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Figgy pudding

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Figgy pudding
Place of originUnited Kingdom

Figgy pudding or fig pudding is any of many medieval Christmas dishes, usually sweet or savory cakes containing honey, fruits and nuts. In later times, rum or other distilled alcohol was often added to enrich the fruitiness of the flavour.


Medieval cooking commonly employed figs in both sweet and savoury dishes.[1] One such dish is fygey, in the 14th century cookbook The Forme of Cury.[1][2][3]

The Middle English name had several spellings, including ffygey, fygeye, fygee, figge, and figee.[6][7][8] The latter is a 15th-century conflation with a French dish of fish and curds called figé, meaning "curdled" in Old French.[7][6][9] But it too came to mean a "figgy" dish, involving cooked figs, boiled in wine or otherwise.[7] A turn of the 15th century herbal has a recipe for figee:

Liber Cure Cocorum has the recipe under the name "fignade" on page 42.[6][8] Richard Warner's Antiquitates Culinariae has it under the name "fyge to potage".[6][12][8] Mrs Beeton's Book of Household Management contains two different recipes for fig pudding that use suet, numbers 1275 and 1276.[13]

In popular culture[edit]

Often associated with the original traditions of Christmas, it is most notably referred to in the Christmas carol "We Wish You a Merry Christmas" in the lines "Now bring us some figgy pudding," "We all love our figgy pudding," and "We won't go until we get some!"[14] Figgy pudding is not plum pudding, although it can be considered a precursor to it. It is not as rich, nor as complex in its recipe.[2]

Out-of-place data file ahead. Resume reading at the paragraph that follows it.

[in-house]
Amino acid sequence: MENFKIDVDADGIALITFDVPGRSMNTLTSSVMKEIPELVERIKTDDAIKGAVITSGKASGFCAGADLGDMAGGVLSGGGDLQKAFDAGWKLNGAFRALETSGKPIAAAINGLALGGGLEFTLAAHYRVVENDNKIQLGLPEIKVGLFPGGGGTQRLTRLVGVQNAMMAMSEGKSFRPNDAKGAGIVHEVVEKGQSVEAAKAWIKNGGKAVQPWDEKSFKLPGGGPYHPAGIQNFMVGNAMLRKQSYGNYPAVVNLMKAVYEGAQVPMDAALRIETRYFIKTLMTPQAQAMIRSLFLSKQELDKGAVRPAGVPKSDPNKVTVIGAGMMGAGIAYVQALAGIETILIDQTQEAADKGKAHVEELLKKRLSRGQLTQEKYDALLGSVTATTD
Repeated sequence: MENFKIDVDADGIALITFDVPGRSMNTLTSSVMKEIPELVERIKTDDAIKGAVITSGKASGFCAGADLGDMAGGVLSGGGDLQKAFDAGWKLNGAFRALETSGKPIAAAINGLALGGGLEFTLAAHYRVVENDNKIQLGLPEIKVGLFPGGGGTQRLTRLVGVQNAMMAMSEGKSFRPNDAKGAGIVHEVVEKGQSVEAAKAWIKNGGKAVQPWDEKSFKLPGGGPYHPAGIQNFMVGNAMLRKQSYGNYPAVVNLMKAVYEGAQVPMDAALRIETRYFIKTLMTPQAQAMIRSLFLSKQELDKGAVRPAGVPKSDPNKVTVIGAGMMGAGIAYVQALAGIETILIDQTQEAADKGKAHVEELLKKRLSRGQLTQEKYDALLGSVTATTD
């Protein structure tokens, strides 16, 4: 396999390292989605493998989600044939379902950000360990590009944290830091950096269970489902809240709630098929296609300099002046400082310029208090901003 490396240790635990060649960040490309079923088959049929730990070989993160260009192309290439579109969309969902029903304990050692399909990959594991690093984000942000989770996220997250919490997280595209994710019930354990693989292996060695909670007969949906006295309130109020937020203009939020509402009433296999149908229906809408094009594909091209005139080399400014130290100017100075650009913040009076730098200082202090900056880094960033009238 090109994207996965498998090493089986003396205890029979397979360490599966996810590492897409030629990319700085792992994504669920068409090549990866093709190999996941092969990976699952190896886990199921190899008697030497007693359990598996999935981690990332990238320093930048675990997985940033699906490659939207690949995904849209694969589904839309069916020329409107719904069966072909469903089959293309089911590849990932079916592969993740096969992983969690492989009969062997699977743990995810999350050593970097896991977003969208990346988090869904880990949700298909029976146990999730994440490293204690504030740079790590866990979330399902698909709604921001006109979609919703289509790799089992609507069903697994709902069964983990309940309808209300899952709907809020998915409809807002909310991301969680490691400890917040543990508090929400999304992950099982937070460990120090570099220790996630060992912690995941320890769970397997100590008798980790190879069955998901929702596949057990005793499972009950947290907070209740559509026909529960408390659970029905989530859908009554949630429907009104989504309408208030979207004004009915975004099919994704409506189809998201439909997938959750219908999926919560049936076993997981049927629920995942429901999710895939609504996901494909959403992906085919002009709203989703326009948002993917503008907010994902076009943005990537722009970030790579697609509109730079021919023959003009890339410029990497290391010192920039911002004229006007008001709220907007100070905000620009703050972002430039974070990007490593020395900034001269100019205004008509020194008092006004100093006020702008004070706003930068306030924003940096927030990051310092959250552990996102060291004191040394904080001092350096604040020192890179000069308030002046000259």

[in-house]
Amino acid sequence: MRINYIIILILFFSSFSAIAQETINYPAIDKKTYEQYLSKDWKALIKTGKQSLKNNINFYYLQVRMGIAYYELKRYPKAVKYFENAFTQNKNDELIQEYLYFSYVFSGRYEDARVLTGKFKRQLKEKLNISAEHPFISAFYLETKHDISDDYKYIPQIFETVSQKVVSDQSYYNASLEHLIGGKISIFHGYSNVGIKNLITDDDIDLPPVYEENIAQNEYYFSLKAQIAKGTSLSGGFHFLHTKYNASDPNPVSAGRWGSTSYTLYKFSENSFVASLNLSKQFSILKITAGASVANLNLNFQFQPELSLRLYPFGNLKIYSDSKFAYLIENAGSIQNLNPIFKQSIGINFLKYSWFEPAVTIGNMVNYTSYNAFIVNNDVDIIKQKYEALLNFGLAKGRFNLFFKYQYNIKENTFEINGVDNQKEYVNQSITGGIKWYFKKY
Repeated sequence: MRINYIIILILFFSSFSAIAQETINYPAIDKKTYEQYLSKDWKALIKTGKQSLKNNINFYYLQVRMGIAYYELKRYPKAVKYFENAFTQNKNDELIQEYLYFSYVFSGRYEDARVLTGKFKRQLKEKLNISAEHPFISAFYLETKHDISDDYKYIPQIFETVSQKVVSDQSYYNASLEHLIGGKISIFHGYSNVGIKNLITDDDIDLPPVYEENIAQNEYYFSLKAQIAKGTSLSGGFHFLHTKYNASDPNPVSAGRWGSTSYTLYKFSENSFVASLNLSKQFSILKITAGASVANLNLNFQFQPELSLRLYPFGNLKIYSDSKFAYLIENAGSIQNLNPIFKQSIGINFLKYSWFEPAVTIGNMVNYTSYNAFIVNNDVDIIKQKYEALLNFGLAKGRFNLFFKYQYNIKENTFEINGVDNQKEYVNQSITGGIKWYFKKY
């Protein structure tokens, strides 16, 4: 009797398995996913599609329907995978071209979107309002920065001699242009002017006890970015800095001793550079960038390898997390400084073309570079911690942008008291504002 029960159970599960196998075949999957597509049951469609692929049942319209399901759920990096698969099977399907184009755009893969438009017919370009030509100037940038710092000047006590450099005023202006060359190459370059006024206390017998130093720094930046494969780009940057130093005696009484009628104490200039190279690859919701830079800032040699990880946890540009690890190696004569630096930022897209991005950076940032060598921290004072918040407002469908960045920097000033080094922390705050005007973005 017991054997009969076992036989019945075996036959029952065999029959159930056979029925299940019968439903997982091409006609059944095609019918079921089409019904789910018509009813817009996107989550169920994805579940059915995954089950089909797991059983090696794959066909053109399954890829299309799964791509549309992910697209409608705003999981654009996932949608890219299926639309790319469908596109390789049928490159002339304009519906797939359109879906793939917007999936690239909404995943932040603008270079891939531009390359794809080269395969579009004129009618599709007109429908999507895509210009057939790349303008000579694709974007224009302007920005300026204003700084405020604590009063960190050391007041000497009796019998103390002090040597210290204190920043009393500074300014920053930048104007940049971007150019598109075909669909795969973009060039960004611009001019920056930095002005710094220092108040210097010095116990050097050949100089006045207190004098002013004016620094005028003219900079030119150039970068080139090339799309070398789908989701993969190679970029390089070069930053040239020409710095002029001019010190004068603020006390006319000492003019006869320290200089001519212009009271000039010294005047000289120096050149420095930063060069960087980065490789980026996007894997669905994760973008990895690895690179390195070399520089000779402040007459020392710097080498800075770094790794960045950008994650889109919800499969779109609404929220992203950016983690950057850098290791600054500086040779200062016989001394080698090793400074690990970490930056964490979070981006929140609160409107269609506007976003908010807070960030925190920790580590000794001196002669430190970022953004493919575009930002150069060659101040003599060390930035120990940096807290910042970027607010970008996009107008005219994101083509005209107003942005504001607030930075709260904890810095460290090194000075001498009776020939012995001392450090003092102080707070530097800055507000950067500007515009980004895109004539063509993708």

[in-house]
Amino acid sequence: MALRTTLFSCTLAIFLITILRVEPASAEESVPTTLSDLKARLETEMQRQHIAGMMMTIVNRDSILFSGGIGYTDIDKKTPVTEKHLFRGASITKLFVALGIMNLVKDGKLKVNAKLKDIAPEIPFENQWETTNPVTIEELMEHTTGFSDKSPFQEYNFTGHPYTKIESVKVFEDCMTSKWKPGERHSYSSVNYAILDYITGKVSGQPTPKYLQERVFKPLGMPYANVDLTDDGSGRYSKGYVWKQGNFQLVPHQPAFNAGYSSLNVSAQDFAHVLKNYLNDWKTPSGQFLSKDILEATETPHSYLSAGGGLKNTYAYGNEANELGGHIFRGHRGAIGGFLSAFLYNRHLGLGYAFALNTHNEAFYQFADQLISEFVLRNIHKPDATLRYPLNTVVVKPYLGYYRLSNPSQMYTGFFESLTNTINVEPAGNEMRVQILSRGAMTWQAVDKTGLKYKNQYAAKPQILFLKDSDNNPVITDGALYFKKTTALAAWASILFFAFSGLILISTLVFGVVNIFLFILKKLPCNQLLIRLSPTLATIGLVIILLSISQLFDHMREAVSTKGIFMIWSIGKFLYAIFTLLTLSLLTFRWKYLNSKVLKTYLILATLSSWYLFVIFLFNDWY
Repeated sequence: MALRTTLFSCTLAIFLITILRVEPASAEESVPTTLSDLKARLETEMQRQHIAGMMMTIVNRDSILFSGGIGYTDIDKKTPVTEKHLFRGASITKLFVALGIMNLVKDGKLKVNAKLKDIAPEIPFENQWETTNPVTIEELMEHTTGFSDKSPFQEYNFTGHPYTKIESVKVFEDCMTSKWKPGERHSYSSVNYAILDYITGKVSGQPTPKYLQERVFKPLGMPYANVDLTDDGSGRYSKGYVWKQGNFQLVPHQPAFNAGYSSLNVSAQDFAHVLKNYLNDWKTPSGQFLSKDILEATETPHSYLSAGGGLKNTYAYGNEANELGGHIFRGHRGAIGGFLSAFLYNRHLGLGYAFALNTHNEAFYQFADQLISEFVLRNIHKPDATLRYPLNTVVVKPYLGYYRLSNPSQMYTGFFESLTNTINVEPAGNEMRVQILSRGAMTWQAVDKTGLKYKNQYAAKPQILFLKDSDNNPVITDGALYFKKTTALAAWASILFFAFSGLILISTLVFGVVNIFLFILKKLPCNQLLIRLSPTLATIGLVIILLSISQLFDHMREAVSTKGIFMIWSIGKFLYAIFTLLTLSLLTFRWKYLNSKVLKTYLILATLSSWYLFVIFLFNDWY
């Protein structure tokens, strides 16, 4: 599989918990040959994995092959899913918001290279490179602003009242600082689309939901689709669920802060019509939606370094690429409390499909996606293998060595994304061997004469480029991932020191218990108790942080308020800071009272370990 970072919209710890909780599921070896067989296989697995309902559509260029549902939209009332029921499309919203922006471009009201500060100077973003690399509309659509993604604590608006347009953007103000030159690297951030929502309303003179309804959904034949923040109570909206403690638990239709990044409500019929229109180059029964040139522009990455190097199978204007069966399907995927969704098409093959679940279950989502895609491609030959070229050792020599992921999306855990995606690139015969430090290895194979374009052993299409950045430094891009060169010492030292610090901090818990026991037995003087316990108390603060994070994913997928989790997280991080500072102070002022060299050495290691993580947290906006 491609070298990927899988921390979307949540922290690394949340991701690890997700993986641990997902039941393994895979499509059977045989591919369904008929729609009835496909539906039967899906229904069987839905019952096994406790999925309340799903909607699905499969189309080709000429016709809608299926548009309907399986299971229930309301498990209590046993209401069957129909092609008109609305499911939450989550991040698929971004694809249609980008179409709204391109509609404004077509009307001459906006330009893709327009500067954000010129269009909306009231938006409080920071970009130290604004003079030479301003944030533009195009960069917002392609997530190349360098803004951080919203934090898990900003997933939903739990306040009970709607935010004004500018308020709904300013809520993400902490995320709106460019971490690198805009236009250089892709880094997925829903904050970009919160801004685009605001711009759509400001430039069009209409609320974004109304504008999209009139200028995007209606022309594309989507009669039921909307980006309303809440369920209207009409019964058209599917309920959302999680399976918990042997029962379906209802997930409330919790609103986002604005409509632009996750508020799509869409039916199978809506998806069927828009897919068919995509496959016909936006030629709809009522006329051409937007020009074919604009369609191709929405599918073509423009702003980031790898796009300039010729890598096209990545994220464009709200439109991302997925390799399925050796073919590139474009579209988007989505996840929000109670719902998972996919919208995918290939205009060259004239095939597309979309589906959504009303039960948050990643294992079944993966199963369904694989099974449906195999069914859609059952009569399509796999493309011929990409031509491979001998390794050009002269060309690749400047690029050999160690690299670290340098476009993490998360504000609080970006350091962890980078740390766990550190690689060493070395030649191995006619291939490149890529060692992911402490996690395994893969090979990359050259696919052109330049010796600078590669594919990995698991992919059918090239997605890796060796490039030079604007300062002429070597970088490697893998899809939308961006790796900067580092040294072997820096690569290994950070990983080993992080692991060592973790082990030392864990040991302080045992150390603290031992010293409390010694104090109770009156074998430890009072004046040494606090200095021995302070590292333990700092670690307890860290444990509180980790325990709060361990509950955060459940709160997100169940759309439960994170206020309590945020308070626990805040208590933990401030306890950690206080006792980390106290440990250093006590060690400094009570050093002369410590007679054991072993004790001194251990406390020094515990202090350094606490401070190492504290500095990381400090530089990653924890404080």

See also[edit]



  1. ^ a b Threlfall-Holmes 2005, p. 61–62.
  2. ^ a b Breverton 2015, p. 236.
  3. ^ Hieatt, Nutter & Holloway 2006, p. 113.
  4. ^ Pegge 2014, p. 45.
  5. ^ Albala 2006, p. 65.
  6. ^ a b c d Austin 1888, p. 129.
  7. ^ a b c Shipley 1955, p. 267.
  8. ^ a b c Hieatt, Nutter & Holloway 2006, p. 38.
  9. ^ Morton 2004, p. 51.
  10. ^ Austin 1888, p. 113.
  11. ^ Ayto 2012, p. 133.
  12. ^ Warner 1791, p. 67.
  13. ^ Beeton 2006, p. 618.
  14. ^ Cassidy 2004, p. 48.

Reference bibliography[edit]

  • Albala, Ken (2006). "The Middle Ages 1300–1450". Cooking in Europe, 1250–1650. Daily life through history. Greenwood Publishing Group. ISBN 9780313330964. ISSN 1080-4749.
  • Ayto, John (2012). "figee". The Diner's Dictionary: Word Origins of Food and Drink. Oxford University Press. ISBN 9780199640249.
  • Austin, Thomas (1888). Two Fifteenth-Century Cookery-Books. N. Trübner & Co. (Two Fifteenth-Century Cookery-Books at the Internet Archive)
  • Beeton, Isabella (2006). Mrs Beeton's Household Management. Wordsworth Editions. ISBN 9781840222685.
  • Breverton, Terry (2015). "Sweets". The Tudor Kitchen: What the Tudors Ate & Drank. Amberley Publishing Limited. ISBN 9781445648750.
  • Cassidy, Jennie (December 2004). "Now bring us some figgy pudding!". Early Music Review. 104. King's Music. ISBN 9783761815946.
  • Hieatt, Constance Bartlett; Nutter, Terry; Holloway, Johnna H. (2006). Concordance of English Recipes: Thirteenth Through Fifteenth Centuries. Medieval & Renaissance Texts Studies. Vol. 312. ACMRS. ISBN 9780866983570.
  • Morton, Mark (2004). "bouce Jane". Cupboard Love 2: A Dictionary of Culinary Curiosities. Insomniac Press. ISBN 9781897415931.
  • Pegge, Samuel, ed. (2014). The Forme of Cury, a Roll of Ancient English Cookery. Cambridge University Press. ISBN 9781108076203.
  • Shipley, Joseph T. (1955). "figee". Dictionary of Early English. Rowman & Littlefield. ISBN 9781442233997.
  • Threlfall-Holmes, Miranda (2005). Monks and Markets: Durham Cathedral Priory 1460–1520. Oxford University Press. ISBN 9780199253814.
  • Warner, Richard (1791). Antiquitates Culinariae, Or Curious Tracts Relating to the Culinary Affairs Of The Old English. London: R. Blamire.